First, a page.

David Safavian is the general counsel of the American Conservative Union and the deputy director of ACU Foundation’s Center for Criminal Justice Reform. Prior to joining ACU, Safavian worked as a Senate-confirmed position in the George W. Bush White House, as well as an appointee in an Executive Branch agency. He was chief of staff for a member of the House Judiciary Committee and served as a law clerk in U.S. District Court for the Eastern District of Michigan. David has a B.A. from St. Louis University, a J.D. from Michigan State, an LL.M from Georgetown and an M.B.A. from Loyola. He spent two years as an adjunct professor at Georgetown, where he lectured on ethics, and continues to speak to students in graduate business programs in the region. Safavian lives in Alexandria, Virginia with his wife and two daughters.

DeAnna Hoskins is president of JustLeadershipUSA (JLUSA). Dedicated to cutting the U.S. correctional population in #halfby2030, JLUSA empowers people most affected by incarceration to drive policy reform. A nationally recognized leader and dynamic public speaker, Ms. Hoskins has been committed to the movement for justice, working alongside people impacted by incarceration for nearly two decades. Ms. Hoskins believes in collective leadership, advocacy for justice reinvestment, and bold systems change. Ms. Hoskins leads with her own life experience having been directly impacted by the system of incarceration and the war on drugs and with her professional experience from the grassroots to federal government. She is inspired to make the world more just with communities across the country, and for her three children – two that have experienced the criminal justice system.

DeRay Mckesson is a civil rights activist focused primarily on issues of innovation, equity, and justice. Born and raised in Baltimore, he graduated from Bowdoin College and holds honorary doctorates from The New School and the Maryland Institute College of Art. DeRay has advocated for issues related to children, youth, and families since he was a teen. As a leading voice in the Black Lives Matter Movement and a co-founder of Campaign Zero, DeRay has worked to connect individuals with knowledge and tools, and provide citizens and policy makers with commonsense policies that ensure equity. He has been praised by President Obama for his work as a community organizer, has advised officials at all levels of government and internationally, and continues to provide capacity to activists, organizers, and influencers to make an impact.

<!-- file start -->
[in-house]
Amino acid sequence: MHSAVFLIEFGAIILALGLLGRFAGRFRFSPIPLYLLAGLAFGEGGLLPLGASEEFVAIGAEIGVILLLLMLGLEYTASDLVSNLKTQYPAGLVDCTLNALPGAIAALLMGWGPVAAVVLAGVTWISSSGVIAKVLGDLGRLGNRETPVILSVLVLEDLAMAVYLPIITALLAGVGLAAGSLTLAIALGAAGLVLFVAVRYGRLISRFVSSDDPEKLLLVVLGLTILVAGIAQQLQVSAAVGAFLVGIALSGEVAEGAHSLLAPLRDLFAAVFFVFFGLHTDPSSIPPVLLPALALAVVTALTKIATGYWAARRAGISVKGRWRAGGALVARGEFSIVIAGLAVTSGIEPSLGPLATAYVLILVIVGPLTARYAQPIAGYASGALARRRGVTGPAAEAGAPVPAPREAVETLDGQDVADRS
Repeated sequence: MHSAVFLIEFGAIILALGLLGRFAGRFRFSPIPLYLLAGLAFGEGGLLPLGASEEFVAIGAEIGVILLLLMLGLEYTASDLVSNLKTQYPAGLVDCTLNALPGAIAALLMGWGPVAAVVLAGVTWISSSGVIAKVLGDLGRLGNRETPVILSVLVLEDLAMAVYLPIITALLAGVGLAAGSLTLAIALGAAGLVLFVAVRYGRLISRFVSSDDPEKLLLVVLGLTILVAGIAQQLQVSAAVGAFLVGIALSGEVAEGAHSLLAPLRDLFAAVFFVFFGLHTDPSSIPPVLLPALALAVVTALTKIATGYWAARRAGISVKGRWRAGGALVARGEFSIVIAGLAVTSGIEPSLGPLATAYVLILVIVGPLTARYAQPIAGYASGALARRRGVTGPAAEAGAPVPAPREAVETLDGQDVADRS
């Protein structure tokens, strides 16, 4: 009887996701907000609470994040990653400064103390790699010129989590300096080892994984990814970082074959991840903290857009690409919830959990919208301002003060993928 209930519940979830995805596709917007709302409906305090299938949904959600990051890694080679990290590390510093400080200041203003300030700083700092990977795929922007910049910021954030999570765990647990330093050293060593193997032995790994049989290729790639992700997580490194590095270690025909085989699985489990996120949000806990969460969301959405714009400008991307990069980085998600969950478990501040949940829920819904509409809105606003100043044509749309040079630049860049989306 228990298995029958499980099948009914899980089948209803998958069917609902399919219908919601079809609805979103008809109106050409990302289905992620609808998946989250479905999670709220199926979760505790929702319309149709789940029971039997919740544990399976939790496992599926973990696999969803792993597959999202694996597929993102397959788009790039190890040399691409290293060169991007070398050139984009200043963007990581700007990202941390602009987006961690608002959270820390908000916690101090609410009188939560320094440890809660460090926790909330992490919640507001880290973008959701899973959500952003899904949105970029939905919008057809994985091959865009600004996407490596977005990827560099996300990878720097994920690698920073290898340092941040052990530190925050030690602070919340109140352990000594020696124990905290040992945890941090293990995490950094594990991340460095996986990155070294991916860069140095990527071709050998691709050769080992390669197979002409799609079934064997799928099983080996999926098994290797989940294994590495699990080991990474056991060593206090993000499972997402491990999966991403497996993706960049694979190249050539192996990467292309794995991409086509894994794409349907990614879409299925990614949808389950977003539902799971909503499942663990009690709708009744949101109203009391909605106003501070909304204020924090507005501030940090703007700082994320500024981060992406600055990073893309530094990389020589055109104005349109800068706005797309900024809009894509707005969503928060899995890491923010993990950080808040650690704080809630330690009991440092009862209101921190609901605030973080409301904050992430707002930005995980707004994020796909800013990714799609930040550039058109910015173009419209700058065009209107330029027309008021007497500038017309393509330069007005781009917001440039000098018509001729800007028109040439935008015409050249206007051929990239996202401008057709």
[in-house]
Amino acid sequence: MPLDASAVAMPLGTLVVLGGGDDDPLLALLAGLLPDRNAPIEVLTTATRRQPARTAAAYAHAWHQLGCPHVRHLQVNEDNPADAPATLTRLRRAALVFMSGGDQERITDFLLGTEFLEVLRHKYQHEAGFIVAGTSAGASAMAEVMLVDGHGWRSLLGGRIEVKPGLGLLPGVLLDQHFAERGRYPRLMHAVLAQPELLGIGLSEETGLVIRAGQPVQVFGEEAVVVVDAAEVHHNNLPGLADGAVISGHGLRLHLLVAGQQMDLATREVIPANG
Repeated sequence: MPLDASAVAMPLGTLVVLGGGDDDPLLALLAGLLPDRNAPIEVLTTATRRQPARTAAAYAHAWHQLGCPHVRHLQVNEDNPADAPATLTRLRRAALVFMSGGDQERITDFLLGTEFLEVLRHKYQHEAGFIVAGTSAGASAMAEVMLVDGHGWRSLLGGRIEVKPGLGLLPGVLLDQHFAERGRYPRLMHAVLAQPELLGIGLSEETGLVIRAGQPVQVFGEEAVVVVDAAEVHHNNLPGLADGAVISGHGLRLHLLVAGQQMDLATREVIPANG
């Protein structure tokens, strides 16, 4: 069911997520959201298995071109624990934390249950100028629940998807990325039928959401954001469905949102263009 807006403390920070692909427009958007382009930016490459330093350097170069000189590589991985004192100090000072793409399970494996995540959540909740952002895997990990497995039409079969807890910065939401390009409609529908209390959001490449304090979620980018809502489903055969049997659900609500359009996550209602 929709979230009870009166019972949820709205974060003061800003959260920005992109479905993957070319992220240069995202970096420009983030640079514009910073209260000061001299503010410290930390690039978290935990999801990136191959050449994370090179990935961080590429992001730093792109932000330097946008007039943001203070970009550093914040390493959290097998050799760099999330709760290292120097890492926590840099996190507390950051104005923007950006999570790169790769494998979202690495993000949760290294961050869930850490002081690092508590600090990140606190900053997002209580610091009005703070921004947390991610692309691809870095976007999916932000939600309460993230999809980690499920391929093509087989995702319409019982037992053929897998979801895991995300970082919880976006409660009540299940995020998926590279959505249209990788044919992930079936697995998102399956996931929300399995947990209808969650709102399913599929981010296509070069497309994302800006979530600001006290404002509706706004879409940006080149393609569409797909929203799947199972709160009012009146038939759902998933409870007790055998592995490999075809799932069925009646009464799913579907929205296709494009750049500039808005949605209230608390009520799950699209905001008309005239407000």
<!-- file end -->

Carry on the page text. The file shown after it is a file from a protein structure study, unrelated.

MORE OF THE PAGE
Emily Tow Jackson is executive director and board president of The Tow Foundation, a private family foundation. She joined the Foundation’s Board of Directors at its inception in 1988 and has been leading the organization since 1995. Under Emily’s leadership, the foundation has developed and advanced its vision of a society where all people have the opportunity to enjoy a high quality of life and have a voice in their community. Emily oversees the strategic direction of the foundation through cultivating its strategic partnerships and collective impact efforts, shaping major initiatives, and setting long-term objectives. Emily is currently a trustee of Barnard College and New York Public Radio. She was appointed by Governor Andrew Cuomo to the New York State Juvenile Justice Advisory Group and also serves on the Advisory Committee of the American Theatre Wing. Emily speaks nationally and internationally about the foundation’s work, its commitment to advocacy as a key to achieving social change, and the value of family philanthropy. Emily earned her B.A. in History from Barnard College. She received an honorary Doctor of Criminal Justice degree from University of New Haven in 2017.